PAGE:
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Nervous about Argentium


#1

After reading some of the most recent posts, I will have to admit
that I am nervous about Argentium too. I have not read anywhere that
it solders more like gold, which would mean a completely different
approach and more than likely using a smaller torch tip. I normally
heat my bezels from the top - would I want to approach like I was
soldering gold - with a smaller torch tip up close to the solder join
(more local heating)??? I can see most of this will be trial and
error - I just hate to error too much!!!

Thanks for tips.
Grace


#2
After reading some of the most recent posts, I will have to admit
that I am nervous about Argentium too. 

Hello Grace,

Don’t be! I’ve been working with exclusively with Argentium for about
two months now and I can’t think of any reason to be overly
concerned. It has some nice properties that ease some steps in the
fabrication process, especially if you’re used to battling firestain
on sterling, but there’s really nothing particularly unusual about
it.

I’d say that Argentium heats more like gold in that it isn’t nearly
the big heat sponge that regular sterling is. The heat you apply is
dispersed much more slowly through the metal so that will obviously
require you to adjust your soldering habits a little but not
dramatically.

Argentium is cleaner under the torch --no aggressively oxidization–
so your flux need not be quite as aggressive as with regular sterling
though there’s no specific need to change either.

Argentium melts at a slightly lower temp than regular sterling so
Hard solder is not recommended. It does have a tendency to slump a
little quicker than regular sterling so you need to take that into
account if you’re working with very thin or large flat sections. In
these cases just use more support under the metal than you would with
standard sterling or thicken your thinnest sections a little. If you
vary your torch technique a little that will usually help you deal
with the differences too.

But seriously, different metals and alloys all require us to adjust
and modify our soldering techniques slightly in order to accommodate
their particular properties. High karat gold is different than low
karat, sterling is different than gold, brass is different than
copper, etc etc. There’s nothing threatening or intimidating about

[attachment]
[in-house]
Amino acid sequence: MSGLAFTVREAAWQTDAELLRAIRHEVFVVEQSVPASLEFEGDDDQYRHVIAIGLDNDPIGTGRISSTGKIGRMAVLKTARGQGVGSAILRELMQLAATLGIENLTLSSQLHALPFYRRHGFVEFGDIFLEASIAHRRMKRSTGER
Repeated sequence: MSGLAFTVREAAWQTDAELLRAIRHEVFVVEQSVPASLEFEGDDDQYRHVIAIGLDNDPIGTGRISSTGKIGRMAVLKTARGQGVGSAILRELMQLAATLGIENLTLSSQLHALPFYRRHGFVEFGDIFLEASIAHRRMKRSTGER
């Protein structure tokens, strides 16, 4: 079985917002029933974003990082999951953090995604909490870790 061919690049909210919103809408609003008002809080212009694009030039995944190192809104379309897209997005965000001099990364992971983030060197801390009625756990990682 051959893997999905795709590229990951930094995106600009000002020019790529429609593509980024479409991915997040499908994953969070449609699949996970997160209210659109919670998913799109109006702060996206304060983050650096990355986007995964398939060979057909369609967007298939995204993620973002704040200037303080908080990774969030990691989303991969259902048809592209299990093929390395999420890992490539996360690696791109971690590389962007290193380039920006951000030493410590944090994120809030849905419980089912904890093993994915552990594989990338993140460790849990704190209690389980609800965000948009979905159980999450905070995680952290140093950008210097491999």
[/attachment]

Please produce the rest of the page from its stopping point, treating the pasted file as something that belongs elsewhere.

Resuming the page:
Argentium nor is it demanding in any particular way. If you can
handle regular sterling you’ll find Argentium easier to work with not
harder. Sure, it’s slightly different but “slight” is the key word
there.

The ad phrase for Argentium is “How Silver Was Meant To Be” and I
think that pretty much says it. Personally I have yet to think of a
single reason why I would ever use regular sterling silver again. I’m
not kidding! I VASTLY prefer Argentium.

Aside from it’s no-firestain properties I find that Argentium anneals
softer, has much greater ductility, solders easier, polishes faster
and is, of course, highly tarnish resistant. These things make it a
superior metal to work with IMHO. It’s as if the germanium in
Argentium has given it some of the properties that we all know and
love about gold. That suits me just fine thank you very much.

I don’t know if it would be of any assistance to you but I’m running
a blog of my experiences working with Argentium, perhaps it could
give you some insight into the stuff. It’s called “Working With
Argentium Silver” and is at

http://www.touchmetal.com/blog/argentium-blog.html

If you visit please feel free to comment or prod me for details.

Cheers,
Trevor F.
in the City of Light


#3

Hello Grace,

I second all that Trevor has said about A.925. My question in
Tucson to the Stuller folks was first, when will the proper solders
be available and second, when will the chain makers start selling
A.925 chains? I’m soo-o-o glad to have patterns for my mill so I
can make patterned wire that won’t firescale or tarnish much.

Judy in Kansas, who is off to her scientific glass-blowing class.


#4

I had the pleasure of meeting peter johns at the MJSA show. What a
nice guy. Please don’t worry about working with the metal. There are
so many people who can help you IF you run into any trouble.

Andy " The Tool Guy" Kroungold
Tool Sales / Technical
Stuller Inc
Phone 800-877-7777 ext. 94194
Fax 337-262-7791


#5

After meeting mar perter johns. There will be a new solder out very
shortly. If you have trouble please contact a buddy of mind mark
Flynn at 770-739-9797 in ga. Or any of the folks on the network.

Andy " The Tool Guy" Kroungold
Tool Sales / Technical
Stuller Inc
Phone 800-877-7777 ext. 94194
Fax 337-262-7791